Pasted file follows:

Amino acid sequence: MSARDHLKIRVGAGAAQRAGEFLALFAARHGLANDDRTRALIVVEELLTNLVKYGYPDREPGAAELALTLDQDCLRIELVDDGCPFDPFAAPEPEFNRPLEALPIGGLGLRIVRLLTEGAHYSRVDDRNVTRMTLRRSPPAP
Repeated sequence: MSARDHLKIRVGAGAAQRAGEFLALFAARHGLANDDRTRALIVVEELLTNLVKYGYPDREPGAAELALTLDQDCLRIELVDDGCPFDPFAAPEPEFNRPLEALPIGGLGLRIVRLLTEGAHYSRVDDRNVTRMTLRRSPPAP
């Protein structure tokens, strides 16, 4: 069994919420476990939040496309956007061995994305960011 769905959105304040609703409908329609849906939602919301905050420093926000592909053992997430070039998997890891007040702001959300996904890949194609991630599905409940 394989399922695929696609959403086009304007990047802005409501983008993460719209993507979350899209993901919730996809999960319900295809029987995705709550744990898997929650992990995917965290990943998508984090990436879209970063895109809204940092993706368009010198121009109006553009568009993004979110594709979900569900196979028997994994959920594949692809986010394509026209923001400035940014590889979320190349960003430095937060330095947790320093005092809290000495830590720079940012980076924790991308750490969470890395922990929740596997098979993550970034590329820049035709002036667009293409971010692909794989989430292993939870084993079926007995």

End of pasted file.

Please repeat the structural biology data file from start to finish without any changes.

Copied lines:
Amino acid sequence: MSARDHLKIRVGAGAAQRAGEFLALFAARHGLANDDRTRALIVVEELLTNLVKYGYPDREPGAAELALTLDQDCLRIELVDDGCPFDPFAAPEPEFNRPLEALPIGGLGLRIVRLLTEGAHYSRVDDRNVTRMTLRRSPPAP
Repeated sequence: MSARDHLKIRVGAGAAQRAGEFLALFAARHGLANDDRTRALIVVEELLTNLVKYGYPDREPGAAELALTLDQDCLRIELVDDGCPFDPFAAPEPEFNRPLEALPIGGLGLRIVRLLTEGAHYSRVDDRNVTRMTLRRSPPAP
């Protein structure tokens, strides 16, 4: 069994919420476990939040496309956007061995994305960011 769905959105304040609703409908329609849906939602919301905050420093926000592909053992997430070039998997890891007040702001959300996904890949194609991630599905409940 394989399922695929696609959403086009304007990047802005409501983008993460719209993507979350899209993901919730996809999960319900295809029987995705709550744990898997929650992990995917965290990943998508984090990436879209970063895109809204940092993706368009010198121009109006553009568009993004979110594709979900569900196979028997994994959920594949692809986010394509026209923001400035940014590889979320190349960003430095937060330095947790320093005092809290000495830590720079940012980076924790991308750490969470890395922990929740596997098979993550970034590329820049035709002036667009293409971010692909794989989430292993939870084993079926007995």